Salles recalls the celebration that accompanied V-J Day at the end of World War II. He has a photograph of over a thousand people standing in North New Hampshire Street. His father had hung two huge American flags all the way across the street, and a sound truck that had been built in the days of Huey Long was pressed into service to go throughout the city announcing the block dance that was planned at the Star in celebration of victory in Japan.

“The dance took place all night long, with the sound truck providing the music,” Salles explained.

Since the electric power tended to go out during storms, Salles’ father installed gas lights over the exits, and these would come on automatically if the electricity went off. The Star was also the first public building in Covington to be air-conditioned in the late 1940’s, he said.

Stage Shows

The theater hosted many stage shows during the 50’s and 60’s. The magic shows of Willard the Wizard were a favorite with the community, as were the presentations of a mind reader named Kirma the Great. “He was one of our more colorful characters,” Salles said. The Masked Rider and his horse also appeared on stage.

Widely known performers brought their act to the Star as well. Among the big name entertainers to grace its stage were Eddie Arnold, Roy Acuff, Ernest Tubb, Jimmie Dickens, and other Grand Ole Opry legends. Charlton Heston also visited the theater, as did local celebrity Louis Prima. Even the legendary Morgus appeared on stage at the Star. Miss Dell and her dance students review were frequent stage programs, and St. Paul’s School used the theater for its graduation ceremonies once, when Nikki Barranger was valedictorian.

The Star was the first theater on the north side of Lake Pontchartrain to show a movie in wide screen format, that being the 1952 motion picture “The Quiet Man” with John Wayne. To accommodate the wider screen, Henry Verges was called in to build a new screen frame. The theater also installed the first stereo sound in the northlake area.

As it became a hub of community life, Salles’ father would conduct special showings for private groups that were unable to come to the theater at night, groups such as the Catholic sisters at St. Gertrudes in Ramsay. “They even quilted an American flag for my father to show their appreciation,” Salles stated.

Peggy Dow

Some of the movies were truly special occasions as they starred St. Tammany area residents who had gone to Hollywood and become big-name actors and actresses. One such person was Peggy Dow, and a special premiere of one of her pictures brought in hundreds of fans and friends.

Part of the attraction were the giveaway stage shows, money nights where cash would be given away as part of the fun. The most popular game was called “Comet,” which was similar to bingo. There was also a series of horse racing games in the 1940’s where race films would be shipped to the theater and no one would know which horse in the film would win. Patrons would receive tickets which could have the winning horse’s name imprinted on it.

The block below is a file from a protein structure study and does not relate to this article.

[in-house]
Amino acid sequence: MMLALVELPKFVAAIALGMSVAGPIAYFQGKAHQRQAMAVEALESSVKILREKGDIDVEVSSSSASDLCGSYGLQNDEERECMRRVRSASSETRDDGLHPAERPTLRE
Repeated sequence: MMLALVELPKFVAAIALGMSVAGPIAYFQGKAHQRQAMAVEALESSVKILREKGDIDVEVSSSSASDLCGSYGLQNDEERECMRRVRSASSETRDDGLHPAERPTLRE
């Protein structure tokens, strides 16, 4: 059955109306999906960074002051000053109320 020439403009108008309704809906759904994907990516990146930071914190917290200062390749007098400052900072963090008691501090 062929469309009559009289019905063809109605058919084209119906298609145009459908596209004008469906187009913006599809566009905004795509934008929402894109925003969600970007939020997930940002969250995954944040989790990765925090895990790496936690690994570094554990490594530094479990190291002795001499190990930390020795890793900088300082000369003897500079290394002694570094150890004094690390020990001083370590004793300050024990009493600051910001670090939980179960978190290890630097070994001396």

Over the years, the theater has also been used as a hurricane shelter several times. “I can recall people bringing their blankets and pillows and bedding down in the foyer and lobby. Many of them sat in the seats during the storms,” Salles said.

In 1997 the theater was extensively renovated with new sound, movie poster cases, concessions area and the marquee. The new cherry wood concession stand was custom-designed and custom-built by master craftsman Ernest Rodriguez III and his son.

Cutting the ribbon on the re-opening of the Star Theater in April of 1997

A tornado passed through Covington that same year, shortly after the theater was re-opened, and although numerous trees were destroyed, houses were damaged, and a two story dry cleaners building collapsed half a block away, the Star stood firm during the storm.

Salles on “American Pickers”

Salles has an extensive collection of photographs and memorabilia from the Star’s 55 years of community service, and he was even featured on an episode of “American Pickers,” the television show where two guys travel around the country looking for unusual collectibles.

Salles also spoke to the St. Tammany Parish Historical Society in 1997 about the history of the theater and its relationship with the community of Covington. CLICK HERE to hear an audio recording of that meeting presentation (MP3 file.)

Check out Ron Barthet’s blog Tammany Family for more great local history! More photos related to this post here.

CLICK HERE for information about other theaters in west St. Tammany.

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Local Author Offers Simple & Effective Philosophy – “A Poor Man Can Survive” by Murray James, Jr

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Mr. Murray James, Jr. with his book, "A Poor Man Can Survive"